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Methane emission reduction is good for Montana
Guest column

Methane emission reduction is good for Montana

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The Environmental Protection Agency recently released a new rule regarding the need to cut methane gas emissions. Among other environmental concerns, this rule is of interest to the faith and science communities because it begins to address some of the urgent need to protect God’s creation, of which we are called to be faithful stewards.

Montana, like other states, is riding the economic boom of the oil and gas industry. That industry is responsible for the majority of methane emissions. Methane gas is a major concern because over the course of 20 years, it is 80 times more potent than carbon dioxide for trapping heat in our atmosphere. Methane gas is responsible for 25 percent of global warming. It is also hazardous to our health, particularly to those living near gas and oil extraction operations.

Methane and other greenhouse gas emissions occur throughout the entire chain of the oil and gas production process, including drilling and production, refining, and pipeline distribution. All of us benefit from this industry, though we also all suffer the negative effects of our reliance on fossil fuel consumption.

The goal of the draft rule, now subject to a comment period, is to reduce methane pollution from the gas and oil industry by 40-45 percent over the next 10 years. The benefits of that reduction for Montana will help to preserve the quality of our air and, hence, our quality of life. Those whose health is most vulnerable to any kind of pollution are also counting on the success of pollution reduction efforts, including: older adults, children, pregnant women, and the people living in the most polluted areas, who often are among the most poor.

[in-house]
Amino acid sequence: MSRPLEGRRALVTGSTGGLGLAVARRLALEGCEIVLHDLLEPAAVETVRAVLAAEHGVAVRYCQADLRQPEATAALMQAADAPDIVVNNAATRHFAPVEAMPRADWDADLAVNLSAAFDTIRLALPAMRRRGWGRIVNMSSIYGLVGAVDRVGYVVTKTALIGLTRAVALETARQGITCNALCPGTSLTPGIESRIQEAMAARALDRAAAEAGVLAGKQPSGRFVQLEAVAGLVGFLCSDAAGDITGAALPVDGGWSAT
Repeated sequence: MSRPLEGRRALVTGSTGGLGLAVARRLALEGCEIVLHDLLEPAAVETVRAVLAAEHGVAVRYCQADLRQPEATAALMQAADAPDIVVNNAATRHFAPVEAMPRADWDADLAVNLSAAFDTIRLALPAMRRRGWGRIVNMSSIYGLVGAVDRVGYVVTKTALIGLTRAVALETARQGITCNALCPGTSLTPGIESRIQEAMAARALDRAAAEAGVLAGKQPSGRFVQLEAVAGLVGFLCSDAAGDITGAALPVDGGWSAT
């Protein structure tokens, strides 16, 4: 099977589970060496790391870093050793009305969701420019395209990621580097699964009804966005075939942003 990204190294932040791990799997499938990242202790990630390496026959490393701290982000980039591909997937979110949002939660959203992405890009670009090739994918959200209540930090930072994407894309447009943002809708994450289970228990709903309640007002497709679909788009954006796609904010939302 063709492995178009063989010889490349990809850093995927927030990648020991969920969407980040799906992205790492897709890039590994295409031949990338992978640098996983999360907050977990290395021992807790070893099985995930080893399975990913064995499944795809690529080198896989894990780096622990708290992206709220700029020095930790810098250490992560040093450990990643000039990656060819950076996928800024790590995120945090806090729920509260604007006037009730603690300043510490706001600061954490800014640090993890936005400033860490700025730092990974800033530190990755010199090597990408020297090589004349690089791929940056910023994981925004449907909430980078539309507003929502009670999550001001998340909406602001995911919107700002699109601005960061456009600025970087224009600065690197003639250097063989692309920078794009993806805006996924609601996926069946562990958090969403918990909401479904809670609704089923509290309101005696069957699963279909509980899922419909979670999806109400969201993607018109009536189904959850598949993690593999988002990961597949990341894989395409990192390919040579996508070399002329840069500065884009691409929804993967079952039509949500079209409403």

The recent encyclical by Pope Francis couldn’t have expressed it more succinctly and graphically by saying that we all live in one home, and we must take much better care of it for the sake of creation itself and for future generations.

Creation Justice Ministries, supported by many protestant denominations, applauds the new methane rule, and appeals to everyone, including those in the oil and gas industry, to embrace the initiative as an act of stewardship for our planet.

Montana must do its part in addressing pollution of all kinds, and methane gas emissions are a critical part of preserving our world today and in the future. According to Montana’s Department of Natural Resources, our production of natural gas and oil has grown rapidly over the last decade. We have some 5,400 gas wells throughout the state, all of which contribute to methane gas pollution.

Significantly, adopting measures to trap or cap methane emissions is doable from a financial aspect. Best practices and up-to-date technology can make mitigation of emissions inexpensive. Some companies have already voluntarily moved forward to reduce or eliminate methane emissions, increasing efficiency and reducing costs. Responsible stewardship in this arena even creates jobs, a major benefit to local communities and small businesses all along the production and distribution chain.

Science and religion come together in support of the urgency of addressing climate change. As practitioners from both of those fields, we call upon our state legislators and the gas and oil industry to support the adoption this new rule and work to implement it in Montana in a fair and equitable manner. 

Rev. Dr. Dan Spencer is an associate professor of Environmental Studies at the University of Montana and an ordained clergy member of the United Church of Christ. Rev. John Lund is an ELCA Lutheran pastor and director of Emmaus Campus Ministry at the University of Montana in Missoula.

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